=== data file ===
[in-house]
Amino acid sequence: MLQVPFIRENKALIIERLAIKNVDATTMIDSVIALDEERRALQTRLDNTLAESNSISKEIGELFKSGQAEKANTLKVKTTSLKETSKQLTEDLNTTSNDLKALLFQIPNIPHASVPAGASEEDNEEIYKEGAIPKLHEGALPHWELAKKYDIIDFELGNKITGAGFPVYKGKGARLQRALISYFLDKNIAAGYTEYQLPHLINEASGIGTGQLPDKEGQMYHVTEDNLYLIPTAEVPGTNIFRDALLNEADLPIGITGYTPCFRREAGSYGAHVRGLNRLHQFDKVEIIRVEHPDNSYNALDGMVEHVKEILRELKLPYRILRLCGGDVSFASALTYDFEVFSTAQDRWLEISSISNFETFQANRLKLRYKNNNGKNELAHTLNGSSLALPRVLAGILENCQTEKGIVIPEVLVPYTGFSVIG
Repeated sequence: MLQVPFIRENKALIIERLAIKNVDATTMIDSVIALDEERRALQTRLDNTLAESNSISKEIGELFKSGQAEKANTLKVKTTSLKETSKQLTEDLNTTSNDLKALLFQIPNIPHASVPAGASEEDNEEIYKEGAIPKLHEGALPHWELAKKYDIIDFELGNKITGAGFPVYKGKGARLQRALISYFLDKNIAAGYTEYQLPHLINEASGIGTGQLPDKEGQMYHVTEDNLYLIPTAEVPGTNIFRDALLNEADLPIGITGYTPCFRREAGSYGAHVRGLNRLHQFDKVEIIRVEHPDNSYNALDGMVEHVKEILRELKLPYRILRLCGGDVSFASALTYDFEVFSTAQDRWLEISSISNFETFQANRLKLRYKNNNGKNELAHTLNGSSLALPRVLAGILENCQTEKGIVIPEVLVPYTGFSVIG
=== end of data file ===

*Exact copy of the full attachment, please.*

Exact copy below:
[in-house]
Amino acid sequence: MLQVPFIRENKALIIERLAIKNVDATTMIDSVIALDEERRALQTRLDNTLAESNSISKEIGELFKSGQAEKANTLKVKTTSLKETSKQLTEDLNTTSNDLKALLFQIPNIPHASVPAGASEEDNEEIYKEGAIPKLHEGALPHWELAKKYDIIDFELGNKITGAGFPVYKGKGARLQRALISYFLDKNIAAGYTEYQLPHLINEASGIGTGQLPDKEGQMYHVTEDNLYLIPTAEVPGTNIFRDALLNEADLPIGITGYTPCFRREAGSYGAHVRGLNRLHQFDKVEIIRVEHPDNSYNALDGMVEHVKEILRELKLPYRILRLCGGDVSFASALTYDFEVFSTAQDRWLEISSISNFETFQANRLKLRYKNNNGKNELAHTLNGSSLALPRVLAGILENCQTEKGIVIPEVLVPYTGFSVIG
Repeated sequence: MLQVPFIRENKALIIERLAIKNVDATTMIDSVIALDEERRALQTRLDNTLAESNSISKEIGELFKSGQAEKANTLKVKTTSLKETSKQLTEDLNTTSNDLKALLFQIPNIPHASVPAGASEEDNEEIYKEGAIPKLHEGALPHWELAKKYDIIDFELGNKITGAGFPVYKGKGARLQRALISYFLDKNIAAGYTEYQLPHLINEASGIGTGQLPDKEGQMYHVTEDNLYLIPTAEVPGTNIFRDALLNEADLPIGITGYTPCFRREAGSYGAHVRGLNRLHQFDKVEIIRVEHPDNSYNALDGMVEHVKEILRELKLPYRILRLCGGDVSFASALTYDFEVFSTAQDRWLEISSISNFETFQANRLKLRYKNNNGKNELAHTLNGSSLALPRVLAGILENCQTEKGIVIPEVLVPYTGFSVIG